According to Dr. John Rock, Professor and Director Division of Reproductive Gynecology at John Hopkins University, with a good exercise regimen, you can avoid most of the side effects of danazol. Danazol can provide pain relief and may improve the immune profile.
Dr. John Collins, Professor of Gynecology and Epidemiology, and his colleagues at McMaster University in Hamilton Ontario reviewed only well designed studies and found that neither progesterone nor danazol was better than placebo for the treatment of endometriosis associated infertility.
The Gnrh Drugs
There are four GNRH drugs now available on the market. They were originally only approved for the treatment of prostate cancer in men.
SYNAREL: This is a nasal spray.
LUPRON: This is a monthly or daily injectable at the dose of 3.75mg a month. Too many North American women have been receiving the incorrect and higher dose of 7.5mg a month that is the recommended dose for men with prostrate cancer. This higher dose can cause severe side effects.
ZOLADEX: This drug is a monthly injectable and will be approved for use in endo sometime in 1993 in both Canada and the U.S.
BUSERELIN: This is a nasal spray or daily injectable that is being used in Europe and will soon be approved for use in Canada.
GNRH stands for gonadotropin releasing hormone. This is a hormone released by the hypothalamus in the brain, which triggers other hormones from the pituitary gland in the brain, which in turn triggers the female hormones estrogen and progesterone to be released from the ovaries. These drugs work by exhausting certain areas in the pituitary gland. Lupron is 15 times stronger that the naturally occurring GNRH in the body, and synarel is 200 times more potent.
The net effect of the GNRH drugs is, like danazol, a pseudo-menopause, but much more severe. The major side effect seems to be hot flashes. Other side effects include vaginal dryness, headaches, mood swings, depression, acne, muscle pain and reduction in breast size as well as a decreased sex drive. Another major concern about these drugs is that they cause decreased bone density that can lead to osteoporosis. This effect appears to be more pronounced with synarel than with lupron. The usual maximum course of treatment is six months. A woman should have a bone scan done before she attempts a second course of any of these drugs.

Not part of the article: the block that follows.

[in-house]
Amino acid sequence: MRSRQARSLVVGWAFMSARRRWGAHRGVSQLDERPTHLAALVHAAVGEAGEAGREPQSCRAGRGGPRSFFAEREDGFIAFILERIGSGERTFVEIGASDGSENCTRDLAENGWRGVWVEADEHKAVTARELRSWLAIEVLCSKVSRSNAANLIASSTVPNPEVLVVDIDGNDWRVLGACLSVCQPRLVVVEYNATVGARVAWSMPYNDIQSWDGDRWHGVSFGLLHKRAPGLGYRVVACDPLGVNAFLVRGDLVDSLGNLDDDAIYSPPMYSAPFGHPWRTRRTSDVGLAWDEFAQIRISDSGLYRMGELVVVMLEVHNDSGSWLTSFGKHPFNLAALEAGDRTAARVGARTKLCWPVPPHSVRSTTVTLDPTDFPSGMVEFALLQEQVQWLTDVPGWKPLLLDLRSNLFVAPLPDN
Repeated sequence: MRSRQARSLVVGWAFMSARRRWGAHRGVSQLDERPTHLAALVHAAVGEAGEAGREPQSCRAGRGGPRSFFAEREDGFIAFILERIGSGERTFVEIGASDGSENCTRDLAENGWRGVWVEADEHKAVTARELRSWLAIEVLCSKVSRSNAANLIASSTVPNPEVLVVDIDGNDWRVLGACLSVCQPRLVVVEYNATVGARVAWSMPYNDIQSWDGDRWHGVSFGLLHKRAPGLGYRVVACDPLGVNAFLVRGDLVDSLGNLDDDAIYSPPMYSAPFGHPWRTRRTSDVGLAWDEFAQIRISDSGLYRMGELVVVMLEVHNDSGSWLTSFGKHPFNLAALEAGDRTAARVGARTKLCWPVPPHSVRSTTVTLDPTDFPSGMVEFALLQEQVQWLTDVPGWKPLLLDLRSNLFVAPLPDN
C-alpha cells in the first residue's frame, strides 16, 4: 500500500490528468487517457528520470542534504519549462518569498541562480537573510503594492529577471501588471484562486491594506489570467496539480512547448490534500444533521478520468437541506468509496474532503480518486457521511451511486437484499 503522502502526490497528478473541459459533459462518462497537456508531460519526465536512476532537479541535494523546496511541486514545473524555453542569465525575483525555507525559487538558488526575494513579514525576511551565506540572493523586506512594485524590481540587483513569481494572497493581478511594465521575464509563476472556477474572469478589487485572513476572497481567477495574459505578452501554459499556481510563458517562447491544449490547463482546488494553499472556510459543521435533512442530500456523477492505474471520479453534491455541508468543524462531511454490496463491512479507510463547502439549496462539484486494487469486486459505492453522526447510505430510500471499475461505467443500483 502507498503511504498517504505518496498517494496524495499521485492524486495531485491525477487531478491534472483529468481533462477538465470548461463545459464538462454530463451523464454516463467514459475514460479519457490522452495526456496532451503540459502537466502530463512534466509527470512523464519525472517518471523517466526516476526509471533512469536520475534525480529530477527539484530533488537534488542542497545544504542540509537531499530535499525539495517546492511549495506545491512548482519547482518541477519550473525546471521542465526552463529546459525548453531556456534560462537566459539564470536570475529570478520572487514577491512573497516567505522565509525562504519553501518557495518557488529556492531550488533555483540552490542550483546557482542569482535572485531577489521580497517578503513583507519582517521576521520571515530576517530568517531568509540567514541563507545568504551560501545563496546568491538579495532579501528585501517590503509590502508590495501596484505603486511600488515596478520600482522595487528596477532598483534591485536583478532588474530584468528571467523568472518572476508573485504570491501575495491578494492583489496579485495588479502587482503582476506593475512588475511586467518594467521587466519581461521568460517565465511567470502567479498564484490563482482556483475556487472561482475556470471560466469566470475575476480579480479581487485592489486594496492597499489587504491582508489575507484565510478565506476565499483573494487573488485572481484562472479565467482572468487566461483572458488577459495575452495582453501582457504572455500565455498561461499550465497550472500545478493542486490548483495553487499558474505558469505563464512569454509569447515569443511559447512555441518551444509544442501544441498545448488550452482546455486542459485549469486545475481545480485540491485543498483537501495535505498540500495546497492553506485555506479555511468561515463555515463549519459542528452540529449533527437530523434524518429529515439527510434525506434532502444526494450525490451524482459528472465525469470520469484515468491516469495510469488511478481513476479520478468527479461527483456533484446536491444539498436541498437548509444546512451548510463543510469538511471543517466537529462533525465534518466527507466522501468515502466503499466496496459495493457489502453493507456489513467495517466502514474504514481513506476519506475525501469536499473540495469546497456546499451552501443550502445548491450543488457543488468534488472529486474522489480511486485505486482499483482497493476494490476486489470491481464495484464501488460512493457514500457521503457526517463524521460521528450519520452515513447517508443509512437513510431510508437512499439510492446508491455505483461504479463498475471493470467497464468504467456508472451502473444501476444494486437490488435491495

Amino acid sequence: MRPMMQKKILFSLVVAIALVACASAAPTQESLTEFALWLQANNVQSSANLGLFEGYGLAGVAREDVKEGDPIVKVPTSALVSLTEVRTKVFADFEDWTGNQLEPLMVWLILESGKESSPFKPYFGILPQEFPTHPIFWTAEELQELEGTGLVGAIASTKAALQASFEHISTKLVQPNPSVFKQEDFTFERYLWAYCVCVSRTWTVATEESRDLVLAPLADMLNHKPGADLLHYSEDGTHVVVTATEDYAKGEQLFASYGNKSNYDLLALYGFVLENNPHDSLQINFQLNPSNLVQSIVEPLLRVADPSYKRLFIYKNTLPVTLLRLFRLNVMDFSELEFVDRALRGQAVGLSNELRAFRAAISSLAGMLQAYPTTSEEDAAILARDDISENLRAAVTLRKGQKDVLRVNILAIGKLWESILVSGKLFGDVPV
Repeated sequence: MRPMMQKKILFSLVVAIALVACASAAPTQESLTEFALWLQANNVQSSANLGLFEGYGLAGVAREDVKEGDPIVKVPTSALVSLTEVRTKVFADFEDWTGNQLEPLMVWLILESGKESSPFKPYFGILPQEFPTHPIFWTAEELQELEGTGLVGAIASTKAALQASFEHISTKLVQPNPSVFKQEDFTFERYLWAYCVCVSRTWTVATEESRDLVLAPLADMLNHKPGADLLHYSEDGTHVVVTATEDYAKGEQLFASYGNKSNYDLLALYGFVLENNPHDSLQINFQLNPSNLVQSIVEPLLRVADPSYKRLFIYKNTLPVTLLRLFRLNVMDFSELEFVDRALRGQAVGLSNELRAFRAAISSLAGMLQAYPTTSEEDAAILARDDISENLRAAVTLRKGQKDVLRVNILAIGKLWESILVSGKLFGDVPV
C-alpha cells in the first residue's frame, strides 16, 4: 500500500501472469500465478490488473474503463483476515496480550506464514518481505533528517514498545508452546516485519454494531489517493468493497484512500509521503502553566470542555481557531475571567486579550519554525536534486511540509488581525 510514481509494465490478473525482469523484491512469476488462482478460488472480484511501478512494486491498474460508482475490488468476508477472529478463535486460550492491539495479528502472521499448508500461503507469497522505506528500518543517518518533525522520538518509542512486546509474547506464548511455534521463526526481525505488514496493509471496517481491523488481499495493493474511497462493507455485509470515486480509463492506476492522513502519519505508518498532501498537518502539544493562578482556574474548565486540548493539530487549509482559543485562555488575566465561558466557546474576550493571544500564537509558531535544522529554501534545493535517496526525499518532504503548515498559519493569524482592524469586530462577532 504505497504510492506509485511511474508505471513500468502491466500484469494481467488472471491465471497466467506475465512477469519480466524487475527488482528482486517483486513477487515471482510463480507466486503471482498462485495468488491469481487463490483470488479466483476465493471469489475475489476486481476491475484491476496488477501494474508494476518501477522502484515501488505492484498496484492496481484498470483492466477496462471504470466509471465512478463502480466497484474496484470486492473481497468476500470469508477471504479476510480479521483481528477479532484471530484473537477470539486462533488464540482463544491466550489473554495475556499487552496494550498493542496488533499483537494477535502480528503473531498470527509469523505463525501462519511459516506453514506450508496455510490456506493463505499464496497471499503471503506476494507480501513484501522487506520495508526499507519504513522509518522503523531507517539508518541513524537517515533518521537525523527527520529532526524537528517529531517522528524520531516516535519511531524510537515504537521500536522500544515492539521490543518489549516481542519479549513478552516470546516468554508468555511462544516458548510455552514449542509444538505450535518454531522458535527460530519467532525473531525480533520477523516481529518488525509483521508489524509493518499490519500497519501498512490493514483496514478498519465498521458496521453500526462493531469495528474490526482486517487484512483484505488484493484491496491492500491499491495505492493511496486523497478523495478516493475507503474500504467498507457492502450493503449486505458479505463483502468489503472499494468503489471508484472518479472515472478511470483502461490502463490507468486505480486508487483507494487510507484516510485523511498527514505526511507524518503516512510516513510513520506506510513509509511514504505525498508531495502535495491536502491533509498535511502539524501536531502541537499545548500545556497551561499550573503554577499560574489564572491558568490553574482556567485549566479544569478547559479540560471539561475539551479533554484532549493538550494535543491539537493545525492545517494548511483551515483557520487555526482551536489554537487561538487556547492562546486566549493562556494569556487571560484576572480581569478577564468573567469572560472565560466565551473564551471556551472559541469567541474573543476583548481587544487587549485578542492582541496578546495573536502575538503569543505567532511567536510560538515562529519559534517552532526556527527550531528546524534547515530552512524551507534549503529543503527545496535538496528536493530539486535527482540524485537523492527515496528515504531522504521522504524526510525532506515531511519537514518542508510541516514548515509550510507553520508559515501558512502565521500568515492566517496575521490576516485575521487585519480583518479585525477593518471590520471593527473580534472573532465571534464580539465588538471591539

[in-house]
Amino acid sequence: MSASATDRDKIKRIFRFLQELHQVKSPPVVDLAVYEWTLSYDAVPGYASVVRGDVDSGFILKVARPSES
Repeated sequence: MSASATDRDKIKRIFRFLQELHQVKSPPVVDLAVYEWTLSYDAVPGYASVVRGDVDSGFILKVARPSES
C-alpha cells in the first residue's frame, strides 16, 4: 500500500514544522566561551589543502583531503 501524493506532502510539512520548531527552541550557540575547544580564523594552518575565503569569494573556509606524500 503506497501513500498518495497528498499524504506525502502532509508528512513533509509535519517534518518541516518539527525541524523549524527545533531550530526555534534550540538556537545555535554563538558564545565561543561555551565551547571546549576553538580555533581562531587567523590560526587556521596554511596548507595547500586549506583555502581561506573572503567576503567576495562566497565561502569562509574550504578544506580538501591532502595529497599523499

All these drugs are very new, very powerful and very expensive (about $400.00 to $600.00 a month). Too low doses of GNRH may also pose health problems. Researchers found that low doses can trigger hyper-stimulation of the ovaries resulting in high estrogen levels which, in turn, worsen endo. The long-term effects of tampering with the hormonal control areas in a woman's brain will not be known for ten to 20 years. The effect on fertility is dubious. Studies have shown no difference between the synarel and danazol in terms of pain relief (about 80 percent) and fertility enhancement (none).
The latest approach is to "add back" estrogen and progesterone hormones to prevent side effects of bone loss and menopausal symptoms. This adds the complication of the side effects of these two drugs. This concept of total hormonal manipulation is, in my opinion, still experimental and the long-term effects are completely unknown.
An Approach To Using Hormonal Treatments
In my opinion, use the least harmful agent first and the one that has been around for the longest time. If possible, use drugs only for crisis management. For example, when the pain becomes unbearable and you want to buy time to think about your options.
It makes sense to start with provera tablets. Dr. Olive suggests 100mg daily by mouth for six months. The rationale is simple. Provera has been proven to be just as good as danazol and the GNRH drugs for the relief of pain and it is very inexpensive.
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